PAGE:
I’m proud to announce that, as of today, I am now working full-time for Automattic, the makers of WordPress.com, the Jetpack plugin for WordPress.org sites, Akismet, Gravatar, and more, as well as a major contributor to the self-hosted WordPress.org software and related open-source projects.
I can’t begin to express my excitement about joining the team of the amazing folks I’ve worked with for the last six weeks while under contract and am excited about the great things in the works.
While the idea has been floating for some time now, the first conversation about joining the team didn’t occur until March. In the months between then and now, plenty of digital ink was spilled on Skype about hiring me on, until finally a trial contract was offered at the end of May.
When the trial started, I was deeply impressed by the sincerity of mission obviously seen working with Automatticians and overwhelmed by the welcome.
The mission statement on the Automattic homepage, “We are passionate about making the web a better place“, is not a maxim passed down from corporate overlords and beat into apathetic clock-punching employees. No, it is evident that they care about web publishing and about reducing and eliminating the technical barriers to allow anyone—from a stay-at-home mom writing in the late night hours to one of the largest cable news channels—to publish their words for the world.
My title at Automattic is “Happiness Engineer”. It sounds cute. I didn’t like the idea of it at first. I mean, what the hell? If you’re going to “do support”, just call it that, for crying out loud.
At Automattic, we truly are trying to engineer happiness. Sure, there are plenty of times it is a simple interaction. A basic question with a simple answer. “Do this here.” “To do this, you can do this or that.”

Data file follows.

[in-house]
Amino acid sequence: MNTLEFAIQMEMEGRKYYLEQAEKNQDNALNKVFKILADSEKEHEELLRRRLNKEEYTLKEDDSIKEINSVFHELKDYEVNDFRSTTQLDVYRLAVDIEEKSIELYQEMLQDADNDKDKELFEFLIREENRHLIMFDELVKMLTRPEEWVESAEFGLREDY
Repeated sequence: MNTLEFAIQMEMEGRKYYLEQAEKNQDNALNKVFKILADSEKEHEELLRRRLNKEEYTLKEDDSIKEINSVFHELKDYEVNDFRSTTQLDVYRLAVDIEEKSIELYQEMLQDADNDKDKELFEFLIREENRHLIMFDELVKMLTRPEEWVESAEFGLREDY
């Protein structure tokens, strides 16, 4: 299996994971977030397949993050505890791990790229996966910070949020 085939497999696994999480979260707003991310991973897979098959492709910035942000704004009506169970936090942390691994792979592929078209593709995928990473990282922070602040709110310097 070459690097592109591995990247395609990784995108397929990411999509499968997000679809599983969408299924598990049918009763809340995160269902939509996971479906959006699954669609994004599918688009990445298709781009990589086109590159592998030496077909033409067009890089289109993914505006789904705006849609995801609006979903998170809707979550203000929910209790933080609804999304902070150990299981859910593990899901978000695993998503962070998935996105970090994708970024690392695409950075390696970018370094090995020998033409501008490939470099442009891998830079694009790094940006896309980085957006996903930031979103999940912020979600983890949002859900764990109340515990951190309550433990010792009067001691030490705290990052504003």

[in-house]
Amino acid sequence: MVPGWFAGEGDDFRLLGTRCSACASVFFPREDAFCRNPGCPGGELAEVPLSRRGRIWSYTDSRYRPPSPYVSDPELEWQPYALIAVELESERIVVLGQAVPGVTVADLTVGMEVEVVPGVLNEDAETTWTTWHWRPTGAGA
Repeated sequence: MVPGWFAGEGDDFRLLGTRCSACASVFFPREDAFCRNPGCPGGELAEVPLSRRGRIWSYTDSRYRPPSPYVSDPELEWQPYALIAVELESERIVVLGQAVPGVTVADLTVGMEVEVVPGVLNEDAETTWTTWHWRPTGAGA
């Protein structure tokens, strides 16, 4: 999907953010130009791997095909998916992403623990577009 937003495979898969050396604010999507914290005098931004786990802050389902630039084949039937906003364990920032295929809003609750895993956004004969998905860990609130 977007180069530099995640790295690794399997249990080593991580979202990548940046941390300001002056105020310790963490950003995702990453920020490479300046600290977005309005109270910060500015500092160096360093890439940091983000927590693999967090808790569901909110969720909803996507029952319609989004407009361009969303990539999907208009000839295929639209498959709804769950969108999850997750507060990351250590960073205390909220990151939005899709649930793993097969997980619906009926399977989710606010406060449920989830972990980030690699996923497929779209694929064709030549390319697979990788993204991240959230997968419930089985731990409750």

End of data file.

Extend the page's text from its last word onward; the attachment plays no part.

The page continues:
Fairly often, much more than I expected, the role is not about providing support for an Automattic product, per se, but about the bigger picture. The mom trying to help her daughter start a blog because she’s in a writing phase and wants to encourage it. The small business that has been a dream for many years publishing their first website in the weeks before Grand Opening and being unsure about the best practices for their site. The recent college grad who is a little wayward and is chronicling a sweet six-month travel-to-everywhere adventure in search of herself.
I could simply fix their problems. Give them the answer. Change the settings for them. It’s more than that. It’s joining them and doing whatever we can to make publishing online easier and better for them.
Truly, it goes far beyond the interaction with users. How can we improve the processes in place to solve issues before they start? What tweaks could we make to help a new user learn WordPress? Is there someway that this improvement on WordPress.com can help those using WordPress.org as many make the transition to the “next stage” of their site?
Working at Automattic is a dream come true. I like being a know-it-all in the first place and love sharing what I know with others, but now I’m being paid to teach others, to share my knowledge, to help , and to improve WordPress. What could get better than that?
Sound like fun? Automattic is hiring for a whole slew of positions. Check it out.